A Kentucky eviction notice is a document supporting landlords who seek to evict tenants for violating one or more terms of their lease agreement. Your written notice must comply with Kentucky state law, outline the eviction reason, and grant your tenant the legally required time to respond or vacate the property.
Download a free eviction notice customized for Kentucky state law below in MS Word (.docx) or Adobe PDF format.
Note: The following notices may be used in any county in the state of Kentucky. However, the specific periods are for leased properties that are in the counties listed below. If the leased property is in any other county, refer to the original lease or rental agreement to determine the exact number of days in advance the tenant must be notified.
- Silver Grove
Eviction Laws & Requirements
- Eviction Lawsuit: Uniform Residential Landlord and Tenant Act (Chapter 383).
- Grace Period for Rent Payment: No Statute.
- Late or Non-Payment of Rent Notice: 7 days (KRS § 383.660(2)).
- Notice of Non-Compliance: 15 days (KRS § 383.660(1)).
- Second Notice of Non-Compliance: 14 days (KRS § 383.660(1)).
- Lease Termination Letter (Month-to-Month Lease): 30 days (KRS § 383.695(2)).
How to Evict a Tenant in Kentucky
In Kentucky, eviction lawsuits are governed by Chapter 383 Forcible Entry and Detainer of the Kentucky Revised Statutes.
Step 1: Provide an Eviction Notice
The landlord must first give the tenant the appropriate eviction notice to begin the eviction process. For instance, a 7-day notice to quit is required to evict a tenant who hasn’t paid rent.
Step 2: File and Serve a Complaint
If the tenant cures the breach (when given the option) or moves out within the required timeframe, the landlord can’t take further action. However, if the tenant fails to cure the breach or moves out, the landlord files a complaint (or “warrant”) in the appropriate court. The fees vary depending on the county.
Step 3: Go to Court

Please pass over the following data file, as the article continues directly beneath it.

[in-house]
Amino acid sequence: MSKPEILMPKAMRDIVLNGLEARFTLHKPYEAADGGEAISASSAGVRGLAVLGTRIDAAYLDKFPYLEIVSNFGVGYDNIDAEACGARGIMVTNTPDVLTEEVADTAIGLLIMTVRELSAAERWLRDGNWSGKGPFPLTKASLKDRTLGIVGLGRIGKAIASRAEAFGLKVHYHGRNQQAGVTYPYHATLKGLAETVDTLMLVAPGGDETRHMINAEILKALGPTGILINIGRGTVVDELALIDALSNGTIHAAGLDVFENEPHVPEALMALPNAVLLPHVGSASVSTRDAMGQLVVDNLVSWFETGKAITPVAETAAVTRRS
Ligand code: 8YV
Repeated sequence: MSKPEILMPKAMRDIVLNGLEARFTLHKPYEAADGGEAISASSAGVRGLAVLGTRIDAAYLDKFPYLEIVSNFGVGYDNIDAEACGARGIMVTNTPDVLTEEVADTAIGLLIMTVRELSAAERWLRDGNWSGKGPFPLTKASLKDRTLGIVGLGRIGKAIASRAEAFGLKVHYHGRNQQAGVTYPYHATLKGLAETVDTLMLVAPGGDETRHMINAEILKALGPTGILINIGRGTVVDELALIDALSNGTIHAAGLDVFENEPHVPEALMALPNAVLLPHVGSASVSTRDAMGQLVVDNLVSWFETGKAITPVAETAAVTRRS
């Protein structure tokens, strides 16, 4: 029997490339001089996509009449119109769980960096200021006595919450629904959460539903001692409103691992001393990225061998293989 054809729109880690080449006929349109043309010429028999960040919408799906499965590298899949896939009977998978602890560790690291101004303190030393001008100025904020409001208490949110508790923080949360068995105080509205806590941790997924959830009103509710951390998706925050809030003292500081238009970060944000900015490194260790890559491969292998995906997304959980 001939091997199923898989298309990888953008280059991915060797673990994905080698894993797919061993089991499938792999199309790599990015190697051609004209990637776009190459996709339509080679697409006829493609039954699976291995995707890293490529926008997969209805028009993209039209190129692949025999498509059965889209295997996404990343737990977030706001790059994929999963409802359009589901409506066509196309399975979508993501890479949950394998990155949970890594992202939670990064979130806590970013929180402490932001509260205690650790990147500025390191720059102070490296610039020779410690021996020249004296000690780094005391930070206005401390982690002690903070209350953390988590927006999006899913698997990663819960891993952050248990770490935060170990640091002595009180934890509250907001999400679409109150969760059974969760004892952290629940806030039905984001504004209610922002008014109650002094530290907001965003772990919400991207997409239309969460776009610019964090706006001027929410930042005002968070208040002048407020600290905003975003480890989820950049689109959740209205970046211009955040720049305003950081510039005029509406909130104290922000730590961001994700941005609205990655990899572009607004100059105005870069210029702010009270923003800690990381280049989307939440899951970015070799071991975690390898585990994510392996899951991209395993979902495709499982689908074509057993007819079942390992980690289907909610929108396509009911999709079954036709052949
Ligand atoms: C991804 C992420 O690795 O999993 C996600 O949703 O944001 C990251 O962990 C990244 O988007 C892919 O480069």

Kentucky state law doesn’t define how quickly the eviction hearing must be held after the summons and complaint have been issued. The local jurisdiction has the right to determine the timeframe. Additionally, tenants are not required to file a written answer to appear at the hearing.
Step 4: Wait on the Tenant’s Action
If the tenant doesn’t show up or the court favors the landlord, the tenant must move out. However, the tenant may file an appeal within 7 days of the judgment, depending on whether a specific county has adopted the Uniform Residential Landlord Tenant Act. If no appeal is filed, the eviction process will continue.
Step 5: File a Writ of Restitution
If the tenant doesn’t move out of the property within 7 days, the landlord can file a Writ of Restitution. If the court grants the Writ of Restitution, the sheriff will remove the tenant from the property.
Related Kentucky Court Forms
Notice of Eviction Hearing Trial by the Court: This document begins the eviction process in Kentucky and must be delivered by the landlord to the correct court (which depends on the property’s location).
Warrant for Possession: If the tenant doesn’t move out within 7 days after the court has approved the eviction, the landlord must file this form with the District Court to ask the sheriff’s department to evict the tenant from the property.